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Any tips/books/tutorials about shooting in exterior with natural light?


Mi Ki
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Cheaper than that, poly beadboard bounce from HomeDee 4x8' sheet about $10, foamcore sheets from an office supply, $4. King size white cotton or muslin sheet to moderate the overhead light.

 

As everyone has stated, you will want some kind of diffusion to combat the hard sunlight. I agree with JD about the muslin. That's a worthwhile investment as it will pay dividends in the long run. I've been using Backdrop Express and their prices are really rather reasonable for quality products.

 

And always...

 

  • ...be aware of your surroundings: your equipment is vulnerable to all of the elements (heat, cold, rain, sand, wind,etc.)
  • ...be ready with plenty of ND filters whether you are shooting on film or digital
  • ...be mindful of battery power especially if you are shooting in cold temperatures with no place to recharge them
  • ...take incident & reflected readings as you can get spots of sunlight popping up sporadically

 

An extra tip: when shooting foliage, you would benefit from overcast weather. You effectively wind up shooting under a large soft source, bringing out a lot of deep greens.

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Do you own that particular brand?

 

A good pop-up photography reflector can be very handy, invest in a good one and you'll only have to buy one.

 

Agreed. I have two and they are both terrific. One is a 32" Litedisc from Photoflex.com (silver/white) and the other is a 32" from Studiohut (silver/gold.) Good stuff.

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Two things that come to mind. Reading the above posts just remember that all these things act as SAILS when there is any wind at all!!! Without the proper stands or bodies to wrangle all this stuff it can get messy. I was on a small crew shoot and was psyched that I had an 8x8 to diffuse the sun for some nice CU's but the thing was an absolute beast to keep from blowing away. Also I think Litediscs work better for photography work because they'll very easily get blown or shifted and therefore the light will shift on the subject and very obviously look like a litedisc. A properly supported (at least two points of contact) piece of foam core or shiny should have a more consistent quality of light.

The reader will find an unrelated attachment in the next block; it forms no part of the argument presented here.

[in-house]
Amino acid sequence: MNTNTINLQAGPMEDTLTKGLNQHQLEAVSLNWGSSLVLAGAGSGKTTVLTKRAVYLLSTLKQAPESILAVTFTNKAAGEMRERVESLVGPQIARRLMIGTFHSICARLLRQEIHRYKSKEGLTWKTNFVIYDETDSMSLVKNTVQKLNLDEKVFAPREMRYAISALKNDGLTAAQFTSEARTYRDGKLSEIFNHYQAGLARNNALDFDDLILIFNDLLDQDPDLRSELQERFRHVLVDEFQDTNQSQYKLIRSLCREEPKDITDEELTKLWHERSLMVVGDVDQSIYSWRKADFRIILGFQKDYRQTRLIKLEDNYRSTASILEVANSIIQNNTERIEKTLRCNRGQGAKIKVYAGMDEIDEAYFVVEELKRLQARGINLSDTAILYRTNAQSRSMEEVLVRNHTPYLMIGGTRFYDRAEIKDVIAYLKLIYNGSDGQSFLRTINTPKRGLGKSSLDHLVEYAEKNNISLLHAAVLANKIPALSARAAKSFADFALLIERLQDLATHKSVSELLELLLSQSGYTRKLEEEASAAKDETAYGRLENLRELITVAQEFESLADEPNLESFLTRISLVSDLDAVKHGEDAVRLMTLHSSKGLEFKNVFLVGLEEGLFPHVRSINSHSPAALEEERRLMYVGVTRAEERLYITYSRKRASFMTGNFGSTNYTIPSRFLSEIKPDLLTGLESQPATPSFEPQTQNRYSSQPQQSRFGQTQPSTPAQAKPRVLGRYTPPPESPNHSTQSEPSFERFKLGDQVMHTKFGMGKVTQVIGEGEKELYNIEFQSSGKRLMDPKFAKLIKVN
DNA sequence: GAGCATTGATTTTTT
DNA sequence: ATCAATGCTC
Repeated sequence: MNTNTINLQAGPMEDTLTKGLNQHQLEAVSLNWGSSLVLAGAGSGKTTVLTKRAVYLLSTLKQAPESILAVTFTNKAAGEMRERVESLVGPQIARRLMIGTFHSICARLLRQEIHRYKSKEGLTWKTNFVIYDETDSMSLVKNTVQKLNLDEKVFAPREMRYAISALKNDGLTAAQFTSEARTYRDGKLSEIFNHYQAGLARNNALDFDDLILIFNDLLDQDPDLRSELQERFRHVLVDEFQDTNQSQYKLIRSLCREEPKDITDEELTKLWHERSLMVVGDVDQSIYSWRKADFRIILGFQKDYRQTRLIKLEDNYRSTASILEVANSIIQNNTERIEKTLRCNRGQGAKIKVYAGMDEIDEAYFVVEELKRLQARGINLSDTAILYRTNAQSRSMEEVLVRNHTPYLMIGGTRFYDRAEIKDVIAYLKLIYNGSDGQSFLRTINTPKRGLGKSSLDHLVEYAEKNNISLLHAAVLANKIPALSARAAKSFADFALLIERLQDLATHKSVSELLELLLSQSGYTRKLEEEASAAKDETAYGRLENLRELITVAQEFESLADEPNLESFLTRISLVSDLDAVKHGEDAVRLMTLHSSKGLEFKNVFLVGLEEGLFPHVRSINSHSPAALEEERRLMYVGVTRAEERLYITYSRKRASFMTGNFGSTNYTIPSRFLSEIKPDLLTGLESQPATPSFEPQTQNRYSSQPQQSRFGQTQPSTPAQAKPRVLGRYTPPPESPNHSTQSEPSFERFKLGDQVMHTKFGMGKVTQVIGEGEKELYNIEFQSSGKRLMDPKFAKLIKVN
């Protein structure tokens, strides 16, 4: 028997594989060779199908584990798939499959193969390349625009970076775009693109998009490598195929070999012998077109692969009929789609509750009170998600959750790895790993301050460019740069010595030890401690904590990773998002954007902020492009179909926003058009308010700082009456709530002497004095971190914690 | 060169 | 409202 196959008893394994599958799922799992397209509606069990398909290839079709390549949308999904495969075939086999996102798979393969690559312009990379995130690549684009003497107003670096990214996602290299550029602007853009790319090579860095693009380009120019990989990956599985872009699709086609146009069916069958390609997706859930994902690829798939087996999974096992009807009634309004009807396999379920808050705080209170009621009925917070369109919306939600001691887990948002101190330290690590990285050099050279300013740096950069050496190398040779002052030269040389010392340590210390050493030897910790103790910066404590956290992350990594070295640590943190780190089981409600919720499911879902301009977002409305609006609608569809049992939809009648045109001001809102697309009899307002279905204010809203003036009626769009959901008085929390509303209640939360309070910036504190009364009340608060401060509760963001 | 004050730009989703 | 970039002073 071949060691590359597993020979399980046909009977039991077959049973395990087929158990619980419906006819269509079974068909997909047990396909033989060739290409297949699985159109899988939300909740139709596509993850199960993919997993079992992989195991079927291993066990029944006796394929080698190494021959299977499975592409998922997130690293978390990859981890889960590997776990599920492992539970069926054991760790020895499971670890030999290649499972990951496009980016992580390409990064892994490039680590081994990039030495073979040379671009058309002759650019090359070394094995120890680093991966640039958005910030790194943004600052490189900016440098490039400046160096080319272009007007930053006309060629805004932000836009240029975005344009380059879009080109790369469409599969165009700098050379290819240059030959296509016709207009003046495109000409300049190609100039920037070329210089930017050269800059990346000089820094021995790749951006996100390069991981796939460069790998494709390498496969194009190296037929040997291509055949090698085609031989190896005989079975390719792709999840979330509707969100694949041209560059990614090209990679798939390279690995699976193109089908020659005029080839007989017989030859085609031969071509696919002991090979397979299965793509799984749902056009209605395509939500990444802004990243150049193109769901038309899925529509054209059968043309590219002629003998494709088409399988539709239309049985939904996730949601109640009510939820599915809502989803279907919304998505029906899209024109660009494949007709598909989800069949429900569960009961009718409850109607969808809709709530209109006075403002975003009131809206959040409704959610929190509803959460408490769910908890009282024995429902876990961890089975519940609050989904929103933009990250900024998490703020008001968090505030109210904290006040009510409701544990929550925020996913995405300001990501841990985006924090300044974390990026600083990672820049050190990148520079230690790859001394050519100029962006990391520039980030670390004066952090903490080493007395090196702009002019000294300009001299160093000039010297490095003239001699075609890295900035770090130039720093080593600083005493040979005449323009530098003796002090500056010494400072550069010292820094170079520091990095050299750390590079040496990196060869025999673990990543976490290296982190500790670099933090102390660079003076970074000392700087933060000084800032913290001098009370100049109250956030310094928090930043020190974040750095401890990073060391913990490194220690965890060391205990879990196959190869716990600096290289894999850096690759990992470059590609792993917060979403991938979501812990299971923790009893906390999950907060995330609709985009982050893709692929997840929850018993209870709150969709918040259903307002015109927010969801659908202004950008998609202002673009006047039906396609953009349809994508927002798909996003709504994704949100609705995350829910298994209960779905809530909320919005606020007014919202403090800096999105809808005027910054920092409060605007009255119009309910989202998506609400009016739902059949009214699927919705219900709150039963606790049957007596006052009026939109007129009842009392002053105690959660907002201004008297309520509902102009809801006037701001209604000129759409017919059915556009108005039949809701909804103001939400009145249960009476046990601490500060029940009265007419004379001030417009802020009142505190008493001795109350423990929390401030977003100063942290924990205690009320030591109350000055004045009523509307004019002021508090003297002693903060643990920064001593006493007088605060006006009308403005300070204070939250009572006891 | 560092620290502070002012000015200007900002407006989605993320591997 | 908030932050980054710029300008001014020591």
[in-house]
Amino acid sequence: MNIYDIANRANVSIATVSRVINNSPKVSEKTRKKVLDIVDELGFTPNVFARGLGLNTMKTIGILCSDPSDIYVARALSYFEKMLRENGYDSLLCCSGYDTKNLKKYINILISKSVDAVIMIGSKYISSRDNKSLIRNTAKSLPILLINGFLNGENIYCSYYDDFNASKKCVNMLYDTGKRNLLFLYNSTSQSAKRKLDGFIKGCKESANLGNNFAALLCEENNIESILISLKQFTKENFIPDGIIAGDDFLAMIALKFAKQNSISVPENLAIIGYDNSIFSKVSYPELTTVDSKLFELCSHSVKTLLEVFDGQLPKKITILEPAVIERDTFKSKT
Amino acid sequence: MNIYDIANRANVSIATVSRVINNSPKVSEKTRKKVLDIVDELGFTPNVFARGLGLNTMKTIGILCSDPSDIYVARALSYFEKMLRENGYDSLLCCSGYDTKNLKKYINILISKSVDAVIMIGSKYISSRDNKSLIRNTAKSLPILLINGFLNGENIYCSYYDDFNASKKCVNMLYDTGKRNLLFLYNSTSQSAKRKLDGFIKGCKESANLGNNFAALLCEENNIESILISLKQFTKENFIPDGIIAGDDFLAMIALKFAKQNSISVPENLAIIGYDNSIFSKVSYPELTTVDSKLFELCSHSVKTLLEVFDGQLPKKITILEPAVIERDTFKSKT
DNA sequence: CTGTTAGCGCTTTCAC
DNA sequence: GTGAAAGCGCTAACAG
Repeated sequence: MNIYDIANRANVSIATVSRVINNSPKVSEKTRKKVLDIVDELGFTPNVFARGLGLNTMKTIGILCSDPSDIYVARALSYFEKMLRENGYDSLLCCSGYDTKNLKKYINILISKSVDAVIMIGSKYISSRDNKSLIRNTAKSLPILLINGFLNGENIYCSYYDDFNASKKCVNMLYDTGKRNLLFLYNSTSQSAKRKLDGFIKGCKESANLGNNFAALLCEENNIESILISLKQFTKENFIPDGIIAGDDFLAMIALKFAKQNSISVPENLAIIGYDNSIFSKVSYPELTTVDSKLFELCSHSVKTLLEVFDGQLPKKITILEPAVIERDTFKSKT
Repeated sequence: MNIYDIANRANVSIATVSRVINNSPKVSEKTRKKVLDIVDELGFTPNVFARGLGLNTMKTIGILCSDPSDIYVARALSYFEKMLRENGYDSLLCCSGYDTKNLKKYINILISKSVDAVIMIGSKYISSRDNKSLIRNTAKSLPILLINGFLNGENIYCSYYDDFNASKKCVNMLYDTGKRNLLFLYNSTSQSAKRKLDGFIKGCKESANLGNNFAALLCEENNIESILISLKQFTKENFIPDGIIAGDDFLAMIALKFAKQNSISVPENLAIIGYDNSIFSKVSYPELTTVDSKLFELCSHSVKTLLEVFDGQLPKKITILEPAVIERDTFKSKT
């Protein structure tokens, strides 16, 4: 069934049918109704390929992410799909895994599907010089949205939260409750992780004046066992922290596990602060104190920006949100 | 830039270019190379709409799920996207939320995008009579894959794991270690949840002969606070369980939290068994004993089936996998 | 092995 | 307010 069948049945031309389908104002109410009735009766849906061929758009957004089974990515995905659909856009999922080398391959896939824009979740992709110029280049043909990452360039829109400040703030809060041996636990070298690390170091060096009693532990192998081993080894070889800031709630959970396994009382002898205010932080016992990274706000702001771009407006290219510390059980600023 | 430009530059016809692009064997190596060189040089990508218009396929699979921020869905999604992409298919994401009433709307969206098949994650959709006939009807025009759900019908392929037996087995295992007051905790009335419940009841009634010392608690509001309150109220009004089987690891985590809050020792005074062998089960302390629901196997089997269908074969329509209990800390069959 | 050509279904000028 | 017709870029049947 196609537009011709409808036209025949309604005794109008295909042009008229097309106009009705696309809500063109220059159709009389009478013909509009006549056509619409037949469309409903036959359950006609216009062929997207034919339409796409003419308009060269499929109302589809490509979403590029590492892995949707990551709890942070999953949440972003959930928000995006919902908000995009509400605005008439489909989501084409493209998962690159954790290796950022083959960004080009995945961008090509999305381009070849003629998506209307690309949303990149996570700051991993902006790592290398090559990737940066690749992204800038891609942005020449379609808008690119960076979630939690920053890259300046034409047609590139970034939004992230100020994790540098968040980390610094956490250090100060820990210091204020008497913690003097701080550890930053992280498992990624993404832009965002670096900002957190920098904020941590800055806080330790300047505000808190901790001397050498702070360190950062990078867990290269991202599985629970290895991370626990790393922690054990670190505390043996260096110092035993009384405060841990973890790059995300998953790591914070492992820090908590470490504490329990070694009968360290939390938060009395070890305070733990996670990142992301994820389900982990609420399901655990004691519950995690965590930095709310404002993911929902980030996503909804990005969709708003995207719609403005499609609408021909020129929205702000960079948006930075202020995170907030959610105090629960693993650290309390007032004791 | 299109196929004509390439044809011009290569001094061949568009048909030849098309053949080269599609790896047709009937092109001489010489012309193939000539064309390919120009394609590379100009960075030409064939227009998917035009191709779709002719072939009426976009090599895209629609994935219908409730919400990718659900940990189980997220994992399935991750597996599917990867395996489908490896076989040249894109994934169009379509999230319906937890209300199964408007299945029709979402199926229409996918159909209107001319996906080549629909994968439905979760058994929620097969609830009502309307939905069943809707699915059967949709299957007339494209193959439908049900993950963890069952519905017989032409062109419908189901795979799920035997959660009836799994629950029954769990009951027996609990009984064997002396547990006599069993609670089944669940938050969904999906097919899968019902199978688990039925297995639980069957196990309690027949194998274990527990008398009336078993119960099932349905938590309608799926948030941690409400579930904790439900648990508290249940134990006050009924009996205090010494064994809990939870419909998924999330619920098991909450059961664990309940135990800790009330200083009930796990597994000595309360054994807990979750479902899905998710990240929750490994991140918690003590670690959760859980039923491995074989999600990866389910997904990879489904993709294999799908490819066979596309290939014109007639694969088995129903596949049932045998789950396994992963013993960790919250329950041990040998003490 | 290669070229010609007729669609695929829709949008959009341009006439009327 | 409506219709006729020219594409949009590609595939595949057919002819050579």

These are ideal but not cheap, just an inspiration for you really.

http://www.filmandvideolighting.com/ma24alharewy.html

 

Lastly have one 12 inch mirror with a cartellini and a c-stand. You can put that anywhere you want behind the subject and redirect the sun to hit the back of their head and get a gorgeous backlight. I had a gaffer 200 ft from my talent (who was sitting at a bench) really carefully tweaking a the mirror on the stand until it was hitting the perfect location then he locked it off and we rolled. It needed to be adjust as the sun moved but totally made the whole shot. Obviously this would be too bright to point AT someone unless you put it through some very heavy diffusion.

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Everyone here has given you some good stuff. On Project Runway Allstars we always bring two flexi-fills. You can get inexpensive versions on the internet for as low as $10. White showcards are also very useful. Use what is there, the wall of a white building perhaps? I successfully used that once. I used that as an example in the chapter in my book on lighting exteriors with and without lights. You won't find a book dedicated to only that, but you will find chapters on it in most film lighting books.

 

http://www.lightingforcinematography.com/book/

Edited by David Landau
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